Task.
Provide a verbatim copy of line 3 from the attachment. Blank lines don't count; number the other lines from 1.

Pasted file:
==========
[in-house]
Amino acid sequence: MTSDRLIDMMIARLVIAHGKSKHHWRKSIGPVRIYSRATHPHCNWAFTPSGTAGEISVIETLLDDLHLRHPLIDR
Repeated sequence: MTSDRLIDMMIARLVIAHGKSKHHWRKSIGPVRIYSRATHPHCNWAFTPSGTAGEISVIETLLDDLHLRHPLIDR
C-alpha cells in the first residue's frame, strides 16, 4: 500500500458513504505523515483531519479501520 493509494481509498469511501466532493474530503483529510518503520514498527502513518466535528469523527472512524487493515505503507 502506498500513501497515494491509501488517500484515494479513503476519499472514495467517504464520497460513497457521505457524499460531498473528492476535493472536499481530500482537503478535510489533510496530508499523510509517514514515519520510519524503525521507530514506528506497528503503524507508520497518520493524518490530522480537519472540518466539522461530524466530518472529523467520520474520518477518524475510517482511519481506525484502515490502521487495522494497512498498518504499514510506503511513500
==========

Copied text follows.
Repeated sequence: MTSDRLIDMMIARLVIAHGKSKHHWRKSIGPVRIYSRATHPHCNWAFTPSGTAGEISVIETLLDDLHLRHPLIDR